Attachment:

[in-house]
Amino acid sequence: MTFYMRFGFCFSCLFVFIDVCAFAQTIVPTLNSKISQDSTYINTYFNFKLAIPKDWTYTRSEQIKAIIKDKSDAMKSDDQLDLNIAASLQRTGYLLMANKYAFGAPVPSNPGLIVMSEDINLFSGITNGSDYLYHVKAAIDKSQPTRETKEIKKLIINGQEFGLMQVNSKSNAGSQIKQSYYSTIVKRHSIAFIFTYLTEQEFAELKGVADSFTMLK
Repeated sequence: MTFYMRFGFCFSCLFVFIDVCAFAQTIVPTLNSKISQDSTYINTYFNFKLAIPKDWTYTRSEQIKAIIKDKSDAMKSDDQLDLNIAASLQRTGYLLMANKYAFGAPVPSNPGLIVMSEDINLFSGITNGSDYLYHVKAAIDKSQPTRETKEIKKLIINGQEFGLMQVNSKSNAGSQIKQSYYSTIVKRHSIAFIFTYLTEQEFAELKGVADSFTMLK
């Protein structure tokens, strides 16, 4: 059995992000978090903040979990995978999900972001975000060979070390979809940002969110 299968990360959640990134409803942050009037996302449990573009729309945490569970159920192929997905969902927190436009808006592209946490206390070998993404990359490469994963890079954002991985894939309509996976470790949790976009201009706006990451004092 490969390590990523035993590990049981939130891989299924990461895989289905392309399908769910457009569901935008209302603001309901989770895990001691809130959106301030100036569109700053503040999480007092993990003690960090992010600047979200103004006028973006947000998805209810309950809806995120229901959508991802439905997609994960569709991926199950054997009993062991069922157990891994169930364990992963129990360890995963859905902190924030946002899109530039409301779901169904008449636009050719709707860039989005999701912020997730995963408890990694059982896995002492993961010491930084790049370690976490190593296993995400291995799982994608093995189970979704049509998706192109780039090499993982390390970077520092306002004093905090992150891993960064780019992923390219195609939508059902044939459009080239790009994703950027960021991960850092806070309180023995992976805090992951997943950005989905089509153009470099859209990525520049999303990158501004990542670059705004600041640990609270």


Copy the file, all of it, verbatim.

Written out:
[in-house]
Amino acid sequence: MTFYMRFGFCFSCLFVFIDVCAFAQTIVPTLNSKISQDSTYINTYFNFKLAIPKDWTYTRSEQIKAIIKDKSDAMKSDDQLDLNIAASLQRTGYLLMANKYAFGAPVPSNPGLIVMSEDINLFSGITNGSDYLYHVKAAIDKSQPTRETKEIKKLIINGQEFGLMQVNSKSNAGSQIKQSYYSTIVKRHSIAFIFTYLTEQEFAELKGVADSFTMLK
Repeated sequence: MTFYMRFGFCFSCLFVFIDVCAFAQTIVPTLNSKISQDSTYINTYFNFKLAIPKDWTYTRSEQIKAIIKDKSDAMKSDDQLDLNIAASLQRTGYLLMANKYAFGAPVPSNPGLIVMSEDINLFSGITNGSDYLYHVKAAIDKSQPTRETKEIKKLIINGQEFGLMQVNSKSNAGSQIKQSYYSTIVKRHSIAFIFTYLTEQEFAELKGVADSFTMLK
């Protein structure tokens, strides 16, 4: 059995992000978090903040979990995978999900972001975000060979070390979809940002969110 299968990360959640990134409803942050009037996302449990573009729309945490569970159920192929997905969902927190436009808006592209946490206390070998993404990359490469994963890079954002991985894939309509996976470790949790976009201009706006990451004092 490969390590990523035993590990049981939130891989299924990461895989289905392309399908769910457009569901935008209302603001309901989770895990001691809130959106301030100036569109700053503040999480007092993990003690960090992010600047979200103004006028973006947000998805209810309950809806995120229901959508991802439905997609994960569709991926199950054997009993062991069922157990891994169930364990992963129990360890995963859905902190924030946002899109530039409301779901169904008449636009050719709707860039989005999701912020997730995963408890990694059982896995002492993961010491930084790049370690976490190593296993995400291995799982994608093995189970979704049509998706192109780039090499993982390390970077520092306002004093905090992150891993960064780019992923390219195609939508059902044939459009080239790009994703950027960021991960850092806070309180023995992976805090992951997943950005989905089509153009470099859209990525520049999303990158501004990542670059705004600041640990609270």